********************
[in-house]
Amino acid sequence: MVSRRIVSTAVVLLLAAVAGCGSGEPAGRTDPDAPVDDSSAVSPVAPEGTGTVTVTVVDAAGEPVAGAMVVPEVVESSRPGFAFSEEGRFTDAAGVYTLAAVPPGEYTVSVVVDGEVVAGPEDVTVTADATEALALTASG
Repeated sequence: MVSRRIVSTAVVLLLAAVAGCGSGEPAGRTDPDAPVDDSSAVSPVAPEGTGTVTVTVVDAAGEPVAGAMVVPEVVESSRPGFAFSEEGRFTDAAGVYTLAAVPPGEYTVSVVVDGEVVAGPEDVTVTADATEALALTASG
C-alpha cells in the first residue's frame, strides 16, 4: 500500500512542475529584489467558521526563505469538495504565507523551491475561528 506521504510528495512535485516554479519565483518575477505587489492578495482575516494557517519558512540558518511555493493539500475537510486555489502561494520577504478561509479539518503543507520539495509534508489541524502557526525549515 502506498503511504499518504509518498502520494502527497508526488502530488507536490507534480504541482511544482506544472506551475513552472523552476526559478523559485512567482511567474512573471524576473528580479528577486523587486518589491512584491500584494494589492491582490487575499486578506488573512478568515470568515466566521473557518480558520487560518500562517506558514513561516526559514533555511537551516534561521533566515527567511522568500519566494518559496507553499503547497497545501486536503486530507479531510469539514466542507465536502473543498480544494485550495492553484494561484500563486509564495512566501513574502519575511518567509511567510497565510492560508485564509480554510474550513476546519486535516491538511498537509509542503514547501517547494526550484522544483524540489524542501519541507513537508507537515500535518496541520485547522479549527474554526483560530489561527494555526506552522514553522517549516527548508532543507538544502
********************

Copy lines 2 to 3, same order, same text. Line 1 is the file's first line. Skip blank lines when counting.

Amino acid sequence: MVSRRIVSTAVVLLLAAVAGCGSGEPAGRTDPDAPVDDSSAVSPVAPEGTGTVTVTVVDAAGEPVAGAMVVPEVVESSRPGFAFSEEGRFTDAAGVYTLAAVPPGEYTVSVVVDGEVVAGPEDVTVTADATEALALTASG
Repeated sequence: MVSRRIVSTAVVLLLAAVAGCGSGEPAGRTDPDAPVDDSSAVSPVAPEGTGTVTVTVVDAAGEPVAGAMVVPEVVESSRPGFAFSEEGRFTDAAGVYTLAAVPPGEYTVSVVVDGEVVAGPEDVTVTADATEALALTASG